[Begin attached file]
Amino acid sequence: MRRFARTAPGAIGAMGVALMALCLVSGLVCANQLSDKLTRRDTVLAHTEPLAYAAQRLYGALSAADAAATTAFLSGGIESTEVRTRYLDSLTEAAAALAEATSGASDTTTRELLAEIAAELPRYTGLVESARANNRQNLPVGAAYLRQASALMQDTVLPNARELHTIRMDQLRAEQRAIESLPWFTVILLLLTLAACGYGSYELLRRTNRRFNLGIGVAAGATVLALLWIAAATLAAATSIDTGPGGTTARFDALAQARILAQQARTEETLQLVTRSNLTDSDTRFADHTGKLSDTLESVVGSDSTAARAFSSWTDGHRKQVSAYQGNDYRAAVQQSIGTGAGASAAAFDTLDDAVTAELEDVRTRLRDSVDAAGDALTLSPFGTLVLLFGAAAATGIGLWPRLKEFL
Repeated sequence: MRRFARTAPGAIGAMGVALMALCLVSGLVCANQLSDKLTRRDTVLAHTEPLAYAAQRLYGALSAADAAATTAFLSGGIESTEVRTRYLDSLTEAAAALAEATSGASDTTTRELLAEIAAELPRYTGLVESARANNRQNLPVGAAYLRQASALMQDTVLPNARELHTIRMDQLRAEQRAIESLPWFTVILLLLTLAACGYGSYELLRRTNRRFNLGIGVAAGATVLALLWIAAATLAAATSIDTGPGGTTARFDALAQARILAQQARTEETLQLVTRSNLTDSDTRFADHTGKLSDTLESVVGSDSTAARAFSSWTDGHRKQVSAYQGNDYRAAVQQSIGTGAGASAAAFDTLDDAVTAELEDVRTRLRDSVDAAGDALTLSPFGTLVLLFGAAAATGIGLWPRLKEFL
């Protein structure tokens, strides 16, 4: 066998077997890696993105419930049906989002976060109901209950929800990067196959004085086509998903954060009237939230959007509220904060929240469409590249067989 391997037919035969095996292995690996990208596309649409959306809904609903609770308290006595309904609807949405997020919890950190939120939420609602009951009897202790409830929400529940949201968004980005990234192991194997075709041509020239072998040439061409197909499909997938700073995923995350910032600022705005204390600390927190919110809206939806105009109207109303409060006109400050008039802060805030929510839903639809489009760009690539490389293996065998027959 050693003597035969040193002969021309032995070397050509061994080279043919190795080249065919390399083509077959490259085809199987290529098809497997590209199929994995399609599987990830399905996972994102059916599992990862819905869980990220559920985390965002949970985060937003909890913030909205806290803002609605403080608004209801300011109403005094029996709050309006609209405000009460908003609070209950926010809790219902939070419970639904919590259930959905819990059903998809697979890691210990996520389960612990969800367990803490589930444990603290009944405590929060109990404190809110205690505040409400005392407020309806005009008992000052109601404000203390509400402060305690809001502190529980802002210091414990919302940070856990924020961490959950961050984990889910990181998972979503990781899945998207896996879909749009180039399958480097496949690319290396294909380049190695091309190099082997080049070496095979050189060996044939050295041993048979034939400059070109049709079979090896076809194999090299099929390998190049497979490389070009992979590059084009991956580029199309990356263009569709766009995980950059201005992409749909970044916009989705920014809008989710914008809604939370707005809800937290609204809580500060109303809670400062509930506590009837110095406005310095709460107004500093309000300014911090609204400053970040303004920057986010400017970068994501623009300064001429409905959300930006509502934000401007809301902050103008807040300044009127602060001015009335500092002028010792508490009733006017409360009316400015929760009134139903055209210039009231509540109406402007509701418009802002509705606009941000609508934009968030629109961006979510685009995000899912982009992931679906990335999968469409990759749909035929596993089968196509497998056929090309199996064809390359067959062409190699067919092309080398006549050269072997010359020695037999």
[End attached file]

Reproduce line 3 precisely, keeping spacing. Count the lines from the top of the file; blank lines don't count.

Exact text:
């Protein structure tokens, strides 16, 4: 066998077997890696993105419930049906989002976060109901209950929800990067196959004085086509998903954060009237939230959007509220904060929240469409590249067989 391997037919035969095996292995690996990208596309649409959306809904609903609770308290006595309904609807949405997020919890950190939120939420609602009951009897202790409830929400529940949201968004980005990234192991194997075709041509020239072998040439061409197909499909997938700073995923995350910032600022705005204390600390927190919110809206939806105009109207109303409060006109400050008039802060805030929510839903639809489009760009690539490389293996065998027959 050693003597035969040193002969021309032995070397050509061994080279043919190795080249065919390399083509077959490259085809199987290529098809497997590209199929994995399609599987990830399905996972994102059916599992990862819905869980990220559920985390965002949970985060937003909890913030909205806290803002609605403080608004209801300011109403005094029996709050309006609209405000009460908003609070209950926010809790219902939070419970639904919590259930959905819990059903998809697979890691210990996520389960612990969800367990803490589930444990603290009944405590929060109990404190809110205690505040409400005392407020309806005009008992000052109601404000203390509400402060305690809001502190529980802002210091414990919302940070856990924020961490959950961050984990889910990181998972979503990781899945998207896996879909749009180039399958480097496949690319290396294909380049190695091309190099082997080049070496095979050189060996044939050295041993048979034939400059070109049709079979090896076809194999090299099929390998190049497979490389070009992979590059084009991956580029199309990356263009569709766009995980950059201005992409749909970044916009989705920014809008989710914008809604939370707005809800937290609204809580500060109303809670400062509930506590009837110095406005310095709460107004500093309000300014911090609204400053970040303004920057986010400017970068994501623009300064001429409905959300930006509502934000401007809301902050103008807040300044009127602060001015009335500092002028010792508490009733006017409360009316400015929760009134139903055209210039009231509540109406402007509701418009802002509705606009941000609508934009968030629109961006979510685009995000899912982009992931679906990335999968469409990759749909035929596993089968196509497998056929090309199996064809390359067959062409190699067919092309080398006549050269072997010359020695037999």